Posts Tagged ‘Bibb County Glades’

Bibb County Glades

Thursday, July 11th, 2013

Bibb County Glades

guest post by intern Ian Hazelhoff

On June 1, I was fortunate to attend the annual Bibb County Glades field trip for the Certificate in Native Plant Studies program.  Fred Spicer and John Manion led the charge on a spectacularly overcast day prime for botanizing.  Several other enthusiastic individuals, ranging from Master Gardeners to The Gardens’ Director of Library Services, Hope Long, filled in the ranks of our troop.  Insect repellant was applied, wide-brimmed hats adjusted, and introductions were shared.  In total, the fieldtrip itinerary listed three glade sites and concluded with a tour of the Cahaba River’s largest lily site.  Ambitious and driven by a unanimous desire to see some of the nation’s rarest plant species in habitats as unique as separate planets, we entered the glades.

To comprehend fully how this beautiful suite of rare plants can exist in such obscurity takes an understanding of this unique landscape.  The Bibb County Glades sit perched on small veins of a rock named Ketona dolomite, which possess higher concentrations of magnesium than more regionally common formations of limestone. Species that thrive in magnesium rich soils are prevalent.  The glades are also an “ecotone” region, where full forest environments gradually transition to more open, grassy areas.  Nestled within this gradient are species specialized to thrive with exposure to more light and wind.  Without a complete tree canopy, the glades represent an assemblage of highly specialized succession species existing in near total isolation. 

In areas with Ketona dolomite based substrate, magnesium and often aluminum levels are so high as to be toxic to many more common species found in the region.  As a historical note, Fred Spicer pointed out that seams of Ketona dolomite were once found scattered throughout Jefferson County, AL, however, these were the first to be mined during Birmingham’s steel boom.  Dolomitic limestone is a precursor material for steel production, and to think that it also supports the livelihood of some of the rarest plants on Earth!  With visions of steel furnaces and open pit mines at the helm, I quickly became aware of the true importance and special nature of the Bibb County Glades. 

As the fieldtrip came to a close, I found myself traveling the winding waterside road to see one of my home state’s secret treasures: Cahaba lilies blooming in their prime.  Pockets of lilies, with proud green stalks and exuberant white flowers, dotted the river’s center.  John Manion was quick to point out that the heaviness of the lily’s seed allows it to sink and become lodged between rocks on the river’s bed.  Cool water, sand, and fields of aquatic botanical wonder - not bad for a day at the office.

To learn more about the Certificate in Native Plant Studies series, and to register for any of its core classes, electives or field trips online, visit www.bbgardens.org/plantstudies.

Photos: Beth Maynor Young

Glade Hopping in Bibb County

Friday, July 27th, 2012

Glade Hopping in Bibb County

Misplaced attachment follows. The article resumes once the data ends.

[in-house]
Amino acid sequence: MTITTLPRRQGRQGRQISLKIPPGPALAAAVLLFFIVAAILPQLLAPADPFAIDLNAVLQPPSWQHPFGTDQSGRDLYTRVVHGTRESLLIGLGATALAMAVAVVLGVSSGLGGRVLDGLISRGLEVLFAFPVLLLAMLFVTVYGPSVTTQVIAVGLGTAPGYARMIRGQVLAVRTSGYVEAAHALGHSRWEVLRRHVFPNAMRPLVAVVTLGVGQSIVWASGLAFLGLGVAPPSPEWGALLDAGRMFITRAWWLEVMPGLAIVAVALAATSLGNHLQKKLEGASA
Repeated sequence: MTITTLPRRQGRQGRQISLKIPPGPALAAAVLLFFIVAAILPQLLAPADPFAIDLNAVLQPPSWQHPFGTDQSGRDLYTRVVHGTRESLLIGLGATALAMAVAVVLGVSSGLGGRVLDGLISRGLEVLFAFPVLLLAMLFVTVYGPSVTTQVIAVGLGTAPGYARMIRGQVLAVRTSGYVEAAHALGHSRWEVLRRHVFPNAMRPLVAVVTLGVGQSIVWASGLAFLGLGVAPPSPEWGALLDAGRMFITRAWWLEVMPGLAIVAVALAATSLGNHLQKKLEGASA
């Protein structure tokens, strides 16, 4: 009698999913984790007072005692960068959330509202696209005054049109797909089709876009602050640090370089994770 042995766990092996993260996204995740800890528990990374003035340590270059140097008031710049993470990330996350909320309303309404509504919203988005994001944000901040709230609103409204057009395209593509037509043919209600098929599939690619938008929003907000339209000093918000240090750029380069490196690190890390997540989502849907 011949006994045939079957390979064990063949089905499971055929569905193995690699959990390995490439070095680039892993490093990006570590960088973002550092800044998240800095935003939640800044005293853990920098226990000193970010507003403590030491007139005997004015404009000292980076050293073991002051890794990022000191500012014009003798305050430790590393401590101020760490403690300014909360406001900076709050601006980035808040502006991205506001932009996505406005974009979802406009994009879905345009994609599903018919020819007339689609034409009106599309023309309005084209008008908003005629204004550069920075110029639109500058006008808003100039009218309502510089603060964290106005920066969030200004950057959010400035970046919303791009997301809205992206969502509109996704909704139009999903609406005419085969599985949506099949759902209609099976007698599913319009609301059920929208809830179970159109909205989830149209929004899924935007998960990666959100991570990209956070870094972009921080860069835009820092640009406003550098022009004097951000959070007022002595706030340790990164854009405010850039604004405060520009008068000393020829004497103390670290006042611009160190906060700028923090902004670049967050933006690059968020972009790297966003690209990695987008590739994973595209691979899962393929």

by: Hunter McBrayer

I recently had the opportunity to botanize at the Bibb County Glades in Bibb County, Alabama, with a small group of plant enthusiasts from The Gardens.  We rendezvoused with Tom Diggs, a doctoral student at The University of Alabama at Birmingham studying evolutionary biology.  Tom’s research is on the unique array of plants growing at The Glades and the reasons so many of them are endemic to the area. 

The Bibb County Glades are truly a remarkable anomaly in the Alabama landscape.  Largely ignored by humans until 1992, the glades were considered a treeless barren by most people of that region until Jim Allison, a botanist from Georgia, explored the area.  He noticed that several familiar looking plants, upon closer inspection, were unknown species.  He continued exploring the area and eventually discovered eight new species of plants; a rare occurrence in today’s world of plant exploration.  

Many factors contribute to the fact that the area holds so many endemic plants, but most scientists agree that the primary reason for such a high degree of endemism is the unique substrate on which they grow. Ketona limestone, a very specific type of dolomitic limestone, is the primary geological formation underlying The Glades’ very thin soil; the type of limestone contains very high levels of magnesium.  In addition to the preceding factor, arid climate has contributed to the unique evolution of plants that thrive there. One third of Alabama’s twenty-four endemic plant species are found growing at The Glades, which collectively comprise approximately 250 acres.  

Although some of these plants were already past flowering, we still had the opportunity to view several of them in flower.  This list includes Coreopsis grandiflora var. inclinata, reclining large-flowered tickseed; Dalea cahaba, Cahaba prairie clover; Croton alabamensis var. alabamensis, Alabama croton (a somewhat ubiquitous plants The Gardens); and Spigelia alabamensis (syn. Spigelia gentianoides var. alabamensis,  gentian pinkroot. We were also able to examine a population of a new species in the genus Trautvetteria, tassel-rue, which as of yet has not been assigned a name; at present, it is being referred to as Trautvetteria species 1. 

Due to the unique character of this area and its rare flora, conservation is of upmost importance.  To that end, The Nature Conservancy has acquired 480 acres and named it the Kathy Stiles Freeland Bibb County Glades Preserve.  The Preserve is located along a very picturesque section of the Little Cahaba River and makes a delightful day trip; when there take time to appreciate Alabama’s unique natural heritage.

Spigillia gentianoides var. alabamensis

Croton alabamensis, Alabama croton

Trautvetteria species 1